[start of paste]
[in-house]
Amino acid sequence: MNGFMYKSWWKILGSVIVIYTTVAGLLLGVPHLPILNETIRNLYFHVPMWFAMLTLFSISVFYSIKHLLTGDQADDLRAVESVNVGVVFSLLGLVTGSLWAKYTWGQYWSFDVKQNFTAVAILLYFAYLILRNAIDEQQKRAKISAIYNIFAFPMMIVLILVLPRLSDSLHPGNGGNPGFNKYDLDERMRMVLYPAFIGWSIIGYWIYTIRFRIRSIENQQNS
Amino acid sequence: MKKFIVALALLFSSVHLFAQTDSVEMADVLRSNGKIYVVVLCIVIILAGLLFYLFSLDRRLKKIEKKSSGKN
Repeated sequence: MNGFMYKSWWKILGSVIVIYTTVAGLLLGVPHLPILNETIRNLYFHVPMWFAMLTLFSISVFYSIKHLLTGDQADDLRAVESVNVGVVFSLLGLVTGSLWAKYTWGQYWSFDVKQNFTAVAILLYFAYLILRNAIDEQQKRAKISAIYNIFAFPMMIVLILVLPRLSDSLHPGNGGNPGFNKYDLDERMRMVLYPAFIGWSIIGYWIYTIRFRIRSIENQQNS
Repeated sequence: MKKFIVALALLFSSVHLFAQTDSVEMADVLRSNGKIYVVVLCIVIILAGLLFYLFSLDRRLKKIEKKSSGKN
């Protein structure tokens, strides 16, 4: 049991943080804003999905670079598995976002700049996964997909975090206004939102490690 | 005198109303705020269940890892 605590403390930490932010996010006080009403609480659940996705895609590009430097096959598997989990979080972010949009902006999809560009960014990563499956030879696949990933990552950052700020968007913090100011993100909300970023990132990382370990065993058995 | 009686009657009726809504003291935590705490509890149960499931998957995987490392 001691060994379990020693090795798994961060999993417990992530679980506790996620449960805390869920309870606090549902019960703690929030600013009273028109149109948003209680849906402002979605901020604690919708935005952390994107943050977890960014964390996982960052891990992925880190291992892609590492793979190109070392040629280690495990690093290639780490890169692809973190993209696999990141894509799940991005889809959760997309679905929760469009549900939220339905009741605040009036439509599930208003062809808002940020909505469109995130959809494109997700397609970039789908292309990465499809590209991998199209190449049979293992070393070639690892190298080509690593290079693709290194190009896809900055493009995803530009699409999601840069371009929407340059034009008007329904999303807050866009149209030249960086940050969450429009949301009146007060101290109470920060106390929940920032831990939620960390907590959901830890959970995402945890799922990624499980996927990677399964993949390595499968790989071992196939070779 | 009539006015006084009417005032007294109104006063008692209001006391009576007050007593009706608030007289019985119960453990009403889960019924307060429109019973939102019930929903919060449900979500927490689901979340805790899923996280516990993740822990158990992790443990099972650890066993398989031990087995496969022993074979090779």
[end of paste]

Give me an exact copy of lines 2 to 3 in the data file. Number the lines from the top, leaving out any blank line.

Amino acid sequence: MNGFMYKSWWKILGSVIVIYTTVAGLLLGVPHLPILNETIRNLYFHVPMWFAMLTLFSISVFYSIKHLLTGDQADDLRAVESVNVGVVFSLLGLVTGSLWAKYTWGQYWSFDVKQNFTAVAILLYFAYLILRNAIDEQQKRAKISAIYNIFAFPMMIVLILVLPRLSDSLHPGNGGNPGFNKYDLDERMRMVLYPAFIGWSIIGYWIYTIRFRIRSIENQQNS
Amino acid sequence: MKKFIVALALLFSSVHLFAQTDSVEMADVLRSNGKIYVVVLCIVIILAGLLFYLFSLDRRLKKIEKKSSGKN